Programming languages and software are critical tools in the field of pharmacometrics, an area that has grown significantly in recent years. However, the rapid development of new methods and modelling software has presented challenges for researchers. Because so many of these new tools are built without a standardised language or formulation method, variation can make it difficult to incorporate them into existing workflows readily. Manual translation of the underlying pharmacometric model can be one solution, but this is often time consuming and may introduce glitches, either through translational failure or human error.
The need for a unified exchange model was recognized several years ago by the NonLinearMixed Effects (NLME) Consortium, who undertook drafting an initial format specification. Development stalled after this initial interest, but in 2011 these early-stage plans served as a starting point when the European Innovative Medicines Initiative (IMI) incepted the Drug Disease Model Resources (DDMoRe) Consortium. Specifically, this project has set out to “build and maintain a universally applicable, open source, model-based framework, intended as the gold standard for future collaborative drug and disease Modeling & Simulation.” To this end, DDMoRe have developed the Pharmacometrics Markup Language (PharmML) to integrate existing tools such as MatLab, SIMCYP Simulator, R, NONMEM, and others. Fields such as neuroscience and systems biology, already have standard model exchange protocols in place that have significantly changed the course of biological modelling in these areas. However, pharmacometrics presents the unique challenge of developing a standard within an existing network comprised of various approaches for model encoding.
Two popular tools (NONMEM and Monolix) are built with distinct languages and different functional styles. NONMEM is assignment-based, which is very powerful and offers a high degree of flexibility at the cost of standardisation capabilities. Monolix on the other hand is declarative and rigidly structured with explicit syntactical protocol that makes standardisation an easier process, but it lacks flexibility. Both approaches are valid and important to pharmacometric modelling, but differences in formatting and layout make conversion and unification a complex challenge.
Another obstacle is that the field of pharmacometrics has a very broad scope. Whereas many other areas of drug development specialise in a single organ or system, pharmacometrics does not and can range from models of intracellular pathways to a whole organisms.
If these challenges are to be overcome and the goal of creating a unified exchange that functions across workflows is to be met, development of a single format for unambiguous model formulation is the critical first step.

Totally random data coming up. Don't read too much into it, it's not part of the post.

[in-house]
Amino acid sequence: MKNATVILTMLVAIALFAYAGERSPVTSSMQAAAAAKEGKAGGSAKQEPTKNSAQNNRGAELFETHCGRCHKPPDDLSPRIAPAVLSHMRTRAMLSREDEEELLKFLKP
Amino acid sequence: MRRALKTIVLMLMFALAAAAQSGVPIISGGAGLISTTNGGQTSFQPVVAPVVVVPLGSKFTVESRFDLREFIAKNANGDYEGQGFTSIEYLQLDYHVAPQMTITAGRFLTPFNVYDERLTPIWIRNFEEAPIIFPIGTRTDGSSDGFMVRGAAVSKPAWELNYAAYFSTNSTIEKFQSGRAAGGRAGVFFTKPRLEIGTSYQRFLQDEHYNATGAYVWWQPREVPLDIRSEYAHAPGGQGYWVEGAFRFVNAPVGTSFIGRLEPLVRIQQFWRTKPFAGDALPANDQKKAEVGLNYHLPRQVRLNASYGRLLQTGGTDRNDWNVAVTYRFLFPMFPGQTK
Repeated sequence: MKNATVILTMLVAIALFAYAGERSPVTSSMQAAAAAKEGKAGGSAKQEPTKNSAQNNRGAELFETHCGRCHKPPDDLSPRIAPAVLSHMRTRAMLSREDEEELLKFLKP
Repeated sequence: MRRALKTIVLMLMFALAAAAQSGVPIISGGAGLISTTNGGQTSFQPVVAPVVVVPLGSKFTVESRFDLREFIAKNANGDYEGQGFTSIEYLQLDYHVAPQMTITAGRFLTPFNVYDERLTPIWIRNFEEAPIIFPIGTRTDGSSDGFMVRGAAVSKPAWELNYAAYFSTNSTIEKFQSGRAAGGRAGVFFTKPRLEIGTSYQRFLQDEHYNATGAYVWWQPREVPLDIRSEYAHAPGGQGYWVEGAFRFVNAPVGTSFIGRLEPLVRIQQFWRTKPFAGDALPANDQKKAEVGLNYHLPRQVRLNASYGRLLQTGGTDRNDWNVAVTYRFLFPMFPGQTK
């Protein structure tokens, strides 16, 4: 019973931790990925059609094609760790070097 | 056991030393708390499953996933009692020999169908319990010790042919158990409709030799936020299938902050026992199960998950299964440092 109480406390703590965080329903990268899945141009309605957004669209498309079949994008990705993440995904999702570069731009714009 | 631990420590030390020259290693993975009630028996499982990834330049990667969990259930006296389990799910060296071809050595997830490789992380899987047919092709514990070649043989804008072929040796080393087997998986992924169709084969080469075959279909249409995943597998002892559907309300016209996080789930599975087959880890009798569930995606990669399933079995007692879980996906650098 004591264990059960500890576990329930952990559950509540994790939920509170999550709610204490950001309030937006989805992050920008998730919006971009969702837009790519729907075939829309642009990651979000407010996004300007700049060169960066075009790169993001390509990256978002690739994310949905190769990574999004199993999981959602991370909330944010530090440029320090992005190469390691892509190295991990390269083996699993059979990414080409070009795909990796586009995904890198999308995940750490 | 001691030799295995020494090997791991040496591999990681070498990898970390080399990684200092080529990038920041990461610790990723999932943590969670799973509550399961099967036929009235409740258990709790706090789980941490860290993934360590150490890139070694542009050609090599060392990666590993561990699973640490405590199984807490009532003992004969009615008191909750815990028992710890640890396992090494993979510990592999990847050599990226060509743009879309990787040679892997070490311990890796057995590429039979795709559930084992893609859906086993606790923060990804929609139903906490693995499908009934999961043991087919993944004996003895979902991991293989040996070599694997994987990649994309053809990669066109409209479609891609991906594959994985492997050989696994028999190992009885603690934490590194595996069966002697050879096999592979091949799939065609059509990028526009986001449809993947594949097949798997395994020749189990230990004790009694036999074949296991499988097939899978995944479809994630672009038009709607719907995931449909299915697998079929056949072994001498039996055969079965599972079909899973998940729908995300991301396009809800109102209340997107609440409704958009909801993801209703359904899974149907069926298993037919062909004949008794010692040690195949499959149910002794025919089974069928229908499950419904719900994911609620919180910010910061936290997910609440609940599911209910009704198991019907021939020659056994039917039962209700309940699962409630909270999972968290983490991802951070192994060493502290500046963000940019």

PharmML is based on XML, a popular markup language, which offers several advantages over other encoding protocols. First, by definition, XML is extensible (XML = Extensible Markup Language), meaning new syntax and vocabulary can be added over time, allowing it to grow to meet new demands. It is also a broadly used format, so it can interact with other schemas based on the XML format. Finally, because it is so broadly used, there are many tools the support XML-based processing and development.
With XML as a framework, PharmML can encode Model Definition, Trial Design, and Modelling Steps as described below:
At PharmML’s core is the Model Definition, which was created on the explicit mathematical structure of NLME’s first drafts. The Model Definition itself houses five submodels, each with a distinct structure and hierarchy to accommodate complex mathematical techniques such as matrices, linear and nonlinear covariates, algebraic and differential equations, and allometric scaling within a broad spectrum of parameters and possible formulations.
The Trial Design section of PharmML improves upon the traditional approach where the trial design is executed within a dataset. In PharmML, this section encodes both simulation and optimal design tasks in addition to functionality for estimation tasks, formulating a study design without dataset dependency.
The third section, Modelling Steps, houses the definitions of the basic tasks a model is designed to perform. Estimation and simulation are the two types of basic tasks currently supported by PharmML, but because of its extensible nature from the XML format, more may be added at a later date.
PharmML v. 0.6, the most recent iteration, was released in January 2015 and new elements are still in development. The Standardized Output (SO) element will be a storage format for model results. Optimal Experimental Design (OED) enhances the Trial Design section by allowing for additional design space for domain-specific optimisation settings. Support for SBML-coded structural models is also expected to be forthcoming.
Hopefully, with each subsequent release, PharmML will see wider adoption, streamlining varied and complex workflows, standardising definitions and therefore facilitating reporting and reproducibility of research and encouraging the development of new tools and software within a unified format.
An overview of PharmML is included in the following recent publication:
Swat MJ et al., (2015) Pharmacometrics Markup Language (PharmML): Opening New Perspectives for Model Exchange in Drug Development. CPT Pharmacometrics Syst Pharmacol 4; 316-319.